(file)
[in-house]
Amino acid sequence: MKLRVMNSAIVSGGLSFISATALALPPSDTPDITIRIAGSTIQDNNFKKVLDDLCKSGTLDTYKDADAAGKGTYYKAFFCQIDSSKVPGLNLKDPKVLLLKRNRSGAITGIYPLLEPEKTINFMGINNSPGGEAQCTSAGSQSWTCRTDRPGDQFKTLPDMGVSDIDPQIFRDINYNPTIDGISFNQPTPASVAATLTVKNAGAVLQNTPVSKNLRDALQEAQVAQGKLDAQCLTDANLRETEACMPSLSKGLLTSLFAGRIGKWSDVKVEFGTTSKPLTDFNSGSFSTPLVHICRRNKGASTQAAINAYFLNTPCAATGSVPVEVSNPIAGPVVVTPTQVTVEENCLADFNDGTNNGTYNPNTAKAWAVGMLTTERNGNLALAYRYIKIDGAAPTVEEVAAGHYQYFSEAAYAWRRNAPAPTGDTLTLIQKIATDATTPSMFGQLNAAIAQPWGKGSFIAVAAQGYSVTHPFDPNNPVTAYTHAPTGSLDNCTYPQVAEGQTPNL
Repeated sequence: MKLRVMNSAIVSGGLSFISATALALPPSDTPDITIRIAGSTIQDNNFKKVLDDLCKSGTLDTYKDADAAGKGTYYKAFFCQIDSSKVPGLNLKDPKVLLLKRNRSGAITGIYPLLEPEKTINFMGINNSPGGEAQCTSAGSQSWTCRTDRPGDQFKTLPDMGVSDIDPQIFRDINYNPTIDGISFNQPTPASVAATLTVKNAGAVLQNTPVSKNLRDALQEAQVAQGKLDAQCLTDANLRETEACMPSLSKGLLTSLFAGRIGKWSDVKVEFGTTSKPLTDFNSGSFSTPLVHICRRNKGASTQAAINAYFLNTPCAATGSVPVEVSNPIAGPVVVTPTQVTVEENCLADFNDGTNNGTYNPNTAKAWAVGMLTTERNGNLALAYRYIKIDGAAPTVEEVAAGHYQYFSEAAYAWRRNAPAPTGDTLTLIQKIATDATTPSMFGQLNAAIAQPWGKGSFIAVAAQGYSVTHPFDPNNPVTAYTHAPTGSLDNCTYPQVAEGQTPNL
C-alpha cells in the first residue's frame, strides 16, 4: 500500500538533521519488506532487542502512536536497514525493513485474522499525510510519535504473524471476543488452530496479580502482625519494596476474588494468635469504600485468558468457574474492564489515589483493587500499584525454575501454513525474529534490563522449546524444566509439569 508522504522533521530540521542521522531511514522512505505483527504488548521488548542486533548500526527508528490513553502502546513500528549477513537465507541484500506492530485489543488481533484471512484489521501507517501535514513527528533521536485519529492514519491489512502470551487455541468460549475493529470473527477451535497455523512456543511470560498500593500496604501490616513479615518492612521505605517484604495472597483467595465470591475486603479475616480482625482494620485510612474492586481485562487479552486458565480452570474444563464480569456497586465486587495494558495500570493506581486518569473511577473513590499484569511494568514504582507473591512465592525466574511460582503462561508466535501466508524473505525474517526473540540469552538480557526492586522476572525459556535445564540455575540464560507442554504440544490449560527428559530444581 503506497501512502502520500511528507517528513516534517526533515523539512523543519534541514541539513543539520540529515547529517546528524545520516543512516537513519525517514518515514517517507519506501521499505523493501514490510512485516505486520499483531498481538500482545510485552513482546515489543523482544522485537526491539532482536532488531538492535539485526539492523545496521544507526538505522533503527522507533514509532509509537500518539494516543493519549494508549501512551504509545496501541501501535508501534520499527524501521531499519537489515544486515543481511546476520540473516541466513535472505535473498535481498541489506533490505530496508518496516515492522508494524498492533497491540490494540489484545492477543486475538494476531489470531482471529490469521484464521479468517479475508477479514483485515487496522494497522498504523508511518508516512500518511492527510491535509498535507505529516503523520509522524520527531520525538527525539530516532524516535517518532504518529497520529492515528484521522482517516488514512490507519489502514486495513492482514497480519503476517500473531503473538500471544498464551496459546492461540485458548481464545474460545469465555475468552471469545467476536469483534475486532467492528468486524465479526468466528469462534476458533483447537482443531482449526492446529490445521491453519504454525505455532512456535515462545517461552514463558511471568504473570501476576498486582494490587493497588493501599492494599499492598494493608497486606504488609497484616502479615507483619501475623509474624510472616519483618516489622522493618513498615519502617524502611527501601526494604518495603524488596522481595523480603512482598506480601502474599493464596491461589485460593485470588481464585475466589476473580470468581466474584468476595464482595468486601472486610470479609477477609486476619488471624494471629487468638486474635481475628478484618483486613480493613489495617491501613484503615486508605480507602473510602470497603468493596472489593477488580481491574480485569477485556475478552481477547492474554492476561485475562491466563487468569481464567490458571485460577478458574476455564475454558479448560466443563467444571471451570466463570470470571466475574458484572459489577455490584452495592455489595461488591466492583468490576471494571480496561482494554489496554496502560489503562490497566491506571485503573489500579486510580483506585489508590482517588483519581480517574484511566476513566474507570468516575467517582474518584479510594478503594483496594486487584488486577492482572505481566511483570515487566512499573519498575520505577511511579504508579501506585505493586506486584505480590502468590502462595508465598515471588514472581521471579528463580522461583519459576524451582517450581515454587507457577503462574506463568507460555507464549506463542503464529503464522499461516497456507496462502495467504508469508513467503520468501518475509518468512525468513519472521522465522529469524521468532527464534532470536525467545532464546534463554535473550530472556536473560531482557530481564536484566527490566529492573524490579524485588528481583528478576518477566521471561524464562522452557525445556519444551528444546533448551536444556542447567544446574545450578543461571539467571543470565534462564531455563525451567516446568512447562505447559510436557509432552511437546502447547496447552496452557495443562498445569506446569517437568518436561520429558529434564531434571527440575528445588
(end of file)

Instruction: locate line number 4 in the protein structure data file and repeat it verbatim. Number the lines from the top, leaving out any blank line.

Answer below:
C-alpha cells in the first residue's frame, strides 16, 4: 500500500538533521519488506532487542502512536536497514525493513485474522499525510510519535504473524471476543488452530496479580502482625519494596476474588494468635469504600485468558468457574474492564489515589483493587500499584525454575501454513525474529534490563522449546524444566509439569 508522504522533521530540521542521522531511514522512505505483527504488548521488548542486533548500526527508528490513553502502546513500528549477513537465507541484500506492530485489543488481533484471512484489521501507517501535514513527528533521536485519529492514519491489512502470551487455541468460549475493529470473527477451535497455523512456543511470560498500593500496604501490616513479615518492612521505605517484604495472597483467595465470591475486603479475616480482625482494620485510612474492586481485562487479552486458565480452570474444563464480569456497586465486587495494558495500570493506581486518569473511577473513590499484569511494568514504582507473591512465592525466574511460582503462561508466535501466508524473505525474517526473540540469552538480557526492586522476572525459556535445564540455575540464560507442554504440544490449560527428559530444581 503506497501512502502520500511528507517528513516534517526533515523539512523543519534541514541539513543539520540529515547529517546528524545520516543512516537513519525517514518515514517517507519506501521499505523493501514490510512485516505486520499483531498481538500482545510485552513482546515489543523482544522485537526491539532482536532488531538492535539485526539492523545496521544507526538505522533503527522507533514509532509509537500518539494516543493519549494508549501512551504509545496501541501501535508501534520499527524501521531499519537489515544486515543481511546476520540473516541466513535472505535473498535481498541489506533490505530496508518496516515492522508494524498492533497491540490494540489484545492477543486475538494476531489470531482471529490469521484464521479468517479475508477479514483485515487496522494497522498504523508511518508516512500518511492527510491535509498535507505529516503523520509522524520527531520525538527525539530516532524516535517518532504518529497520529492515528484521522482517516488514512490507519489502514486495513492482514497480519503476517500473531503473538500471544498464551496459546492461540485458548481464545474460545469465555475468552471469545467476536469483534475486532467492528468486524465479526468466528469462534476458533483447537482443531482449526492446529490445521491453519504454525505455532512456535515462545517461552514463558511471568504473570501476576498486582494490587493497588493501599492494599499492598494493608497486606504488609497484616502479615507483619501475623509474624510472616519483618516489622522493618513498615519502617524502611527501601526494604518495603524488596522481595523480603512482598506480601502474599493464596491461589485460593485470588481464585475466589476473580470468581466474584468476595464482595468486601472486610470479609477477609486476619488471624494471629487468638486474635481475628478484618483486613480493613489495617491501613484503615486508605480507602473510602470497603468493596472489593477488580481491574480485569477485556475478552481477547492474554492476561485475562491466563487468569481464567490458571485460577478458574476455564475454558479448560466443563467444571471451570466463570470470571466475574458484572459489577455490584452495592455489595461488591466492583468490576471494571480496561482494554489496554496502560489503562490497566491506571485503573489500579486510580483506585489508590482517588483519581480517574484511566476513566474507570468516575467517582474518584479510594478503594483496594486487584488486577492482572505481566511483570515487566512499573519498575520505577511511579504508579501506585505493586506486584505480590502468590502462595508465598515471588514472581521471579528463580522461583519459576524451582517450581515454587507457577503462574506463568507460555507464549506463542503464529503464522499461516497456507496462502495467504508469508513467503520468501518475509518468512525468513519472521522465522529469524521468532527464534532470536525467545532464546534463554535473550530472556536473560531482557530481564536484566527490566529492573524490579524485588528481583528478576518477566521471561524464562522452557525445556519444551528444546533448551536444556542447567544446574545450578543461571539467571543470565534462564531455563525451567516446568512447562505447559510436557509432552511437546502447547496447552496452557495443562498445569506446569517437568518436561520429558529434564531434571527440575528445588